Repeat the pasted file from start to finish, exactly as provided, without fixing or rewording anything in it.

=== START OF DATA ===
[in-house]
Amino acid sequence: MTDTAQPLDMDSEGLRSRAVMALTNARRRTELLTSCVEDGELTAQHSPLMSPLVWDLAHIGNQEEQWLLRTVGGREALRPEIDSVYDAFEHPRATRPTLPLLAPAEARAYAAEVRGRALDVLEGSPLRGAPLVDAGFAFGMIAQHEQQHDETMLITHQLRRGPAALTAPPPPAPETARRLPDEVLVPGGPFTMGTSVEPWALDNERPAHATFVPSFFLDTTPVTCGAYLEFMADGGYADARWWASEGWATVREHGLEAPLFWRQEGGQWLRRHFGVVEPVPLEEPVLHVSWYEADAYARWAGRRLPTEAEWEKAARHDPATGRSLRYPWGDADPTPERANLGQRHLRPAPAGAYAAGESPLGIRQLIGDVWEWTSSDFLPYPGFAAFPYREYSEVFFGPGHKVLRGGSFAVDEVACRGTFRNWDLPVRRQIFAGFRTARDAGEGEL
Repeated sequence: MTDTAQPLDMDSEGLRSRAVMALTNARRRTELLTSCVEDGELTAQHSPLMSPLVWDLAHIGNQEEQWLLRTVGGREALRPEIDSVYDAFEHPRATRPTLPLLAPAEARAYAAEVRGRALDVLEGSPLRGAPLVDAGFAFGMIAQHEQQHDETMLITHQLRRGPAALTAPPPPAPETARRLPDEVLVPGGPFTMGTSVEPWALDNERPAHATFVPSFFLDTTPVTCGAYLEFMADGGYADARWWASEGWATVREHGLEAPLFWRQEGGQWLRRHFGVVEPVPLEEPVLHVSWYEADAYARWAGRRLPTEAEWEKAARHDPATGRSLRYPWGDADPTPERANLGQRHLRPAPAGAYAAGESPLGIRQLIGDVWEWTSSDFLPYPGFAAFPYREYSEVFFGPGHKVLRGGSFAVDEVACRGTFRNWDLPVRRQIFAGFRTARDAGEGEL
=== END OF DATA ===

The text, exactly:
[in-house]
Amino acid sequence: MTDTAQPLDMDSEGLRSRAVMALTNARRRTELLTSCVEDGELTAQHSPLMSPLVWDLAHIGNQEEQWLLRTVGGREALRPEIDSVYDAFEHPRATRPTLPLLAPAEARAYAAEVRGRALDVLEGSPLRGAPLVDAGFAFGMIAQHEQQHDETMLITHQLRRGPAALTAPPPPAPETARRLPDEVLVPGGPFTMGTSVEPWALDNERPAHATFVPSFFLDTTPVTCGAYLEFMADGGYADARWWASEGWATVREHGLEAPLFWRQEGGQWLRRHFGVVEPVPLEEPVLHVSWYEADAYARWAGRRLPTEAEWEKAARHDPATGRSLRYPWGDADPTPERANLGQRHLRPAPAGAYAAGESPLGIRQLIGDVWEWTSSDFLPYPGFAAFPYREYSEVFFGPGHKVLRGGSFAVDEVACRGTFRNWDLPVRRQIFAGFRTARDAGEGEL
Repeated sequence: MTDTAQPLDMDSEGLRSRAVMALTNARRRTELLTSCVEDGELTAQHSPLMSPLVWDLAHIGNQEEQWLLRTVGGREALRPEIDSVYDAFEHPRATRPTLPLLAPAEARAYAAEVRGRALDVLEGSPLRGAPLVDAGFAFGMIAQHEQQHDETMLITHQLRRGPAALTAPPPPAPETARRLPDEVLVPGGPFTMGTSVEPWALDNERPAHATFVPSFFLDTTPVTCGAYLEFMADGGYADARWWASEGWATVREHGLEAPLFWRQEGGQWLRRHFGVVEPVPLEEPVLHVSWYEADAYARWAGRRLPTEAEWEKAARHDPATGRSLRYPWGDADPTPERANLGQRHLRPAPAGAYAAGESPLGIRQLIGDVWEWTSSDFLPYPGFAAFPYREYSEVFFGPGHKVLRGGSFAVDEVACRGTFRNWDLPVRRQIFAGFRTARDAGEGEL